The Lebanese government does not recognize the Syrians in Lebanon as refugees. Being recognized as refugees would give them the right to work, but for now only those with proper residency permits are allowed to work, and those without are forced to find low pay menial and dangerous jobs. Lebanon also refused to let the UNHCR set up formal refugee camps, fearing that these would be too permanent. Instead, there are now approximately 1400 informal camps on farmers’ fields where each family must pay rent. Families do not have any legal or safe ways to support themselves, so the resulting amount of exploitation is horrifying.
In many places you will see Syrian men standing around waiting for work. If they are needed they will be picked up by Lebanese middle men to work on a construction site for a day or two for a low amount of pay which they may or may not even receive. Women beg on the streets with their children for a few coins. Also, some landlords and employers force or coerce female refugees into providing sexual favours in order to provide food and shelter for their families. Just recently, Lebanese security forces freed 75 women, most of them Syrian, from sexual slavery in Beirut.
Children are also being forced into prostitution. Two male volunteers from Canada arrived to meet me in Beirut. They arrived late at the airport and checked into a hotel. They had such freaky run-ins with sketchy people on their first night that they actually moved the furniture in their room to bar the door in order to feel secure enough to sleep. The thing that freaked them out the most was the persistent offer of a child prostitute.
It is estimated that between 60 and 70 percent of Syrian refugee children are working, with child labour rates even higher in the Beqaa Valley. Aside from being a good source of cheap labour, children are less risky to hire than men, as the Syrian men are working illegally and have signed a pledge when they entered Lebanon with the government that they will not work and that they risk being sent back if they do. Men are also harder to pass though the security checkpoints.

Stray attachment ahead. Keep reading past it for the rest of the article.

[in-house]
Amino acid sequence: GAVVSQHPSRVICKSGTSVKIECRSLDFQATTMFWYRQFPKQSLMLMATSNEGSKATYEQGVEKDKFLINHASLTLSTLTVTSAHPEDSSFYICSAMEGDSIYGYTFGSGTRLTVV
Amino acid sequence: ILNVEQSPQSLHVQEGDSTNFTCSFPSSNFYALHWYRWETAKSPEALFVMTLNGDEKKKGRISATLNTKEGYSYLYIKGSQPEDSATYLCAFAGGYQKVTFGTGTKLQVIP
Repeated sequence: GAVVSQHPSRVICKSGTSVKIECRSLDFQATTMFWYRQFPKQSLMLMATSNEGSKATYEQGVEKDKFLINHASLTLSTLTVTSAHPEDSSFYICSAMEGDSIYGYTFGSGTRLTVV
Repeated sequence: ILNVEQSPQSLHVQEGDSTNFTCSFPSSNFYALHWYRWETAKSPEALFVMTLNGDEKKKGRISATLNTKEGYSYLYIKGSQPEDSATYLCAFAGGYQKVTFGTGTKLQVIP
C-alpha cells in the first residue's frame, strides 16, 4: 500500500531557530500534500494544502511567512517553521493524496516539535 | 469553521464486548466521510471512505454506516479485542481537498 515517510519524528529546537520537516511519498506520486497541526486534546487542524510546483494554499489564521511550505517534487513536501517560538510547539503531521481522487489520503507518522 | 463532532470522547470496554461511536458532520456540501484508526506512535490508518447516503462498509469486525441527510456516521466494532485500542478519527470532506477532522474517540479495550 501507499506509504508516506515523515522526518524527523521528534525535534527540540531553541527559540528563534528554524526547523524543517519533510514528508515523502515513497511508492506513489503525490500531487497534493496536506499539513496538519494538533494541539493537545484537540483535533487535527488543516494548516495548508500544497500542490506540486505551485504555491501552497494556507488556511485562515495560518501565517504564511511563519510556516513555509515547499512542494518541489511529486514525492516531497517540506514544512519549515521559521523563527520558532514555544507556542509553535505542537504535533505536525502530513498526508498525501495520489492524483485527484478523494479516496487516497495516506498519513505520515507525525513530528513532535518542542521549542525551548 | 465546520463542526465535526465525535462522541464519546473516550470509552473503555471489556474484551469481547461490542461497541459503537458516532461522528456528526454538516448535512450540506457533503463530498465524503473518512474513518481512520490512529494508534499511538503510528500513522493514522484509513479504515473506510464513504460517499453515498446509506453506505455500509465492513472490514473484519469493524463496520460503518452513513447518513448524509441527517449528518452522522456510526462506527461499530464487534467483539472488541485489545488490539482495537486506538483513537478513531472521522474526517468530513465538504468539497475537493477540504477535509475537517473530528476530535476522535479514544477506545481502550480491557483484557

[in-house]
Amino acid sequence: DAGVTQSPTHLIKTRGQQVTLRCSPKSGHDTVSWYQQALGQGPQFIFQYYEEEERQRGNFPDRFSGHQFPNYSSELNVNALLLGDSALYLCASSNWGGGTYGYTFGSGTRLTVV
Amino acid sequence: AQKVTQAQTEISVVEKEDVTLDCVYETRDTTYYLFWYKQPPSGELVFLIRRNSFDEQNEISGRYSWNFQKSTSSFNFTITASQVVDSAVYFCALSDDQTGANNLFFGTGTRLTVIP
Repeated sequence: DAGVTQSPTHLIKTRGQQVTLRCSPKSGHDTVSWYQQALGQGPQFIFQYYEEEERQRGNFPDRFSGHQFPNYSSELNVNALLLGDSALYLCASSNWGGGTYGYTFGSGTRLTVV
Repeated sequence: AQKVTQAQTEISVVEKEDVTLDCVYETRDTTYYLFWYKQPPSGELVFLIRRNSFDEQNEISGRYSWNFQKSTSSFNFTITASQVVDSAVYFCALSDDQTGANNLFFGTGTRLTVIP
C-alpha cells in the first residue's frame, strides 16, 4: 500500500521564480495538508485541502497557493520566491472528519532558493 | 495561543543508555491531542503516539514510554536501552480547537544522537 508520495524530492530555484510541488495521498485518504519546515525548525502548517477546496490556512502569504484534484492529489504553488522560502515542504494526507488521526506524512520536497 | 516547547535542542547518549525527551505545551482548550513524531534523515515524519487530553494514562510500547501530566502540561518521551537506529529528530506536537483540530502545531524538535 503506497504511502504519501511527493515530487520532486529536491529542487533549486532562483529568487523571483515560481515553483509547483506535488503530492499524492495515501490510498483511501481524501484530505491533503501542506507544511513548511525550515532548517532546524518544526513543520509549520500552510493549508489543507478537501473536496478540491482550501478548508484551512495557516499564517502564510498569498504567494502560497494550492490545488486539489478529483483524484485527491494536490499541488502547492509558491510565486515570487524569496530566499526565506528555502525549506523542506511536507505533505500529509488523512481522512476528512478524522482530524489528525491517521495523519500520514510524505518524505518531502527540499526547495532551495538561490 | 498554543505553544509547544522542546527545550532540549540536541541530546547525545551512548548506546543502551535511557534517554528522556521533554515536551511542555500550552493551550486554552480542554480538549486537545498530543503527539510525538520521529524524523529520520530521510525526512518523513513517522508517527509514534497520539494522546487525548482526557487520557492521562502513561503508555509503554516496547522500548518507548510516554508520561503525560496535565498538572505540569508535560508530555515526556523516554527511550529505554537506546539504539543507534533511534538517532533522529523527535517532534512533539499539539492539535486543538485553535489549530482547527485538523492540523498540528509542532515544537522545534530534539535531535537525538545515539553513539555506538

I saw children as young as five working alongside their mothers in the fields picking potatoes. I saw children working dangerous equipment at a plastics recycling plant with no safety equipment. I saw children hoeing fields, carrying equipment, herding goats, selling tissues, selling gum, working in the market, making deliveries and begging in the street. All day, every day, in the hot sun.
The families, one-quarter of them without a father, are placed in such desperate situations that they are forced to send their children to work. And in many cases it is easier for the children to find work. However, they are also being exploited by others and forced into work. Landlords in the cities, in exchange for room and board, will drive the children to their “spot” for begging and leave them until the end of the day, periodically checking on them to make sure they are “working” and to collect their money. In the informal camp settlements, the leader of the camp, the shawish, arranges work for the women and children and demands a cut of their pay. Every camp has a shawish and the work is usually contracted with the farmer whose fields the tents are on, but the work can also be in factories, restaurants and shops. If a family doesn’t provide a workforce, they can be evicted from the camp.